Nigeria – Fixed Income Weekly

The week that was (August 21-25) – Jaw dropping results at the FGN Bond Auction

  • Low demand at the bond auction drives spike in marginal rates: The highlight of last week was the sell-off in bonds at the end of the week, with yields closing the week roughly 20-30bps from the end of the previous week, following a rise in marginal rates at the primary bond auction. The FGN planned to raise N135billion but due to soft demand, with bid-cover ratios at a record low of 0.47x, the FGN was only able to raise 42% of the amount on offer at marginal rates of between 16.8-9%. The low subscription levels stemmed from a combination of factors: Firstly in the week ahead of the auction, Lagos had tapped debt markets for N84billion (roughly 80% of FGN borrowings at the last four auctions) at rates above the sovereign. Furthermore, there has been an increased in the number of non-sovereign transactions at higher-than-sovereign yields with Lagos also in the market to issue N50billion in debt for its waste management operations with the first series of N25billion at 17.5% set for the past week. Relative to the last few years and given the enlarged FGN monthly borrowings, it would appear Nigeria’s bond market depth cannot take-up monthly borrowings in excess of N130-150billion. Thus, it would appear a case of poor scheduling by the FGN with the auction coming very late in the month dented chances of a successful debt raise. In addition, all this takes place under an atmosphere of continued liquidity extraction by the CBN. Post the auction debt markets sold off with some tenors rising to nearly 17% intra-day.
  • An uneventful week for NTBs: Following improved liquidity, benchmark NTB yields softened last week with the 6M and 1yr tenors declining over the week. FAAC inflows helped drive OBB/Overnight borrowing rates to 12/12.58% from 24-25% levels at the start of the week. CBN continued its liquidity draining measures with OMO bill issuance of N220billion in 6M AND 1yr tenors at discount rates of 17.95% (effective 19.7%) and 18.55% (effective 22.74%) respectively.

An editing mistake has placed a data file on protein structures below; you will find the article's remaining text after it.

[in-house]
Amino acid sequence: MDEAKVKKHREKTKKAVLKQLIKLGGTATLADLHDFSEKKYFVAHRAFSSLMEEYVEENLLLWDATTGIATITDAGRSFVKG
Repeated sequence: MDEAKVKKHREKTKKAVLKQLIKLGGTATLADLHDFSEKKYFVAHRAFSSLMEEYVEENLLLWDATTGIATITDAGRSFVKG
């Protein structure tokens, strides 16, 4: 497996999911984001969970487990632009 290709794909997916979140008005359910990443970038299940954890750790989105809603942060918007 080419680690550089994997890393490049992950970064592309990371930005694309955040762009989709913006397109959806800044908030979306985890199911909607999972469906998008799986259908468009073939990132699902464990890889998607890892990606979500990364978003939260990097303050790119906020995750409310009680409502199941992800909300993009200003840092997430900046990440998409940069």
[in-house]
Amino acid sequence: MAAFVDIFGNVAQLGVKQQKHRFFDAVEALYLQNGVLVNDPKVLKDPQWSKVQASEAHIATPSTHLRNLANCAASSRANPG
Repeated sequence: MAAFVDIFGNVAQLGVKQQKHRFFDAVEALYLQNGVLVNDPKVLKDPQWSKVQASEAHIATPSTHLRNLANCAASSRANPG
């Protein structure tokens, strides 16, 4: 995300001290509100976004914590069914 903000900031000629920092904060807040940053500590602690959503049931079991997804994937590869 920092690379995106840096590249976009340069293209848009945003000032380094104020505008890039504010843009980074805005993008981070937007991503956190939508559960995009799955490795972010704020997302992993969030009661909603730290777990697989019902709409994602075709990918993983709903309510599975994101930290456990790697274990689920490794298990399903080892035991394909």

• Corporate debt market re-starting? Economic theory says high government borrowings plus high interest rates should lead to a dearth of sub-national and corporate issuances in bond markets. However, it would appear that more corporates are now eagerly looking to tap debt markets. Lagos plans to issue SPV backed notes for  waste management and a number of corporates in various sectors are in the process of raising bonds. A leading cement manufacturer recently obtained a rating no doubt with the intent to tap debt markets. It appears that corporates have figured out that the benefits to borrowing a fixed rate for longer tenor (5years) outweigh the costs of acquiring bank loans of a shorter duration (1-3years) and higher interest rates with floating rates above 23%. Furthermore, CBN’s goal of starving the financial system of liquidity is driving a pause in credit origination for risky corporates. This has resulted in a slew of commercial papers and more recently bond issuances.

In summary, low demand at the bond auction due to the rising numbers of higher yielding non-sovereign issues fuelled the jump in yields at the auction. Elsewhere sufficiently tight liquidity conditions kept yields elevated.

 

The week ahead (August 28-September 1) – Higher maturities suggest rates to trend lower

  • In the week ahead, the FGN would seek to rollover N193billion across the three benchmark tenors at the NTB  auction on Wednesday. In terms of maturities, the last tranche (N100billion) of the FGN 2017 matures on Thursday and we have N101billion worth of OMO bills maturing on Thursday. The NTB auction is largely net neutral and I expect trends at the auction to mirror the pattern at recent auctions with the lower tenors (3M and 6M) closing at rates at discount to the secondary market while the one year tenor should close in line. My guess on discount rates given the declining trend is as follows: 3M (13.30-13.35), 6M (17.3-17.35) & 1yr (17.4-17.45).
  • In addition, the NBS is also scheduled to release July 2017 inflation today. My thinking is that the reading should extend the declining trend in recent months with a slide to 16.04% y/y driven by expectations for seasonal drop in m/m inflation to 1.2%. However, I must warn that the confidence band for July is quite large, given the elevated m/m readings we have seen in 2017 due to higher food prices, meaning we could see the CPI essentially flat to mildly higher (16%-16.15%y/y).

Given the thin demand for bonds and continued CBN liquidity tightening, markets are likely to continue to dismiss inflation numbers for now. For the rest of the week, slightly higher maturity profile means we could see brief bullish activity across some segments of the curve.

Chart: Monthly marginal rates, bid-cover and allotment ratios

Bond auctions

Source: DMO

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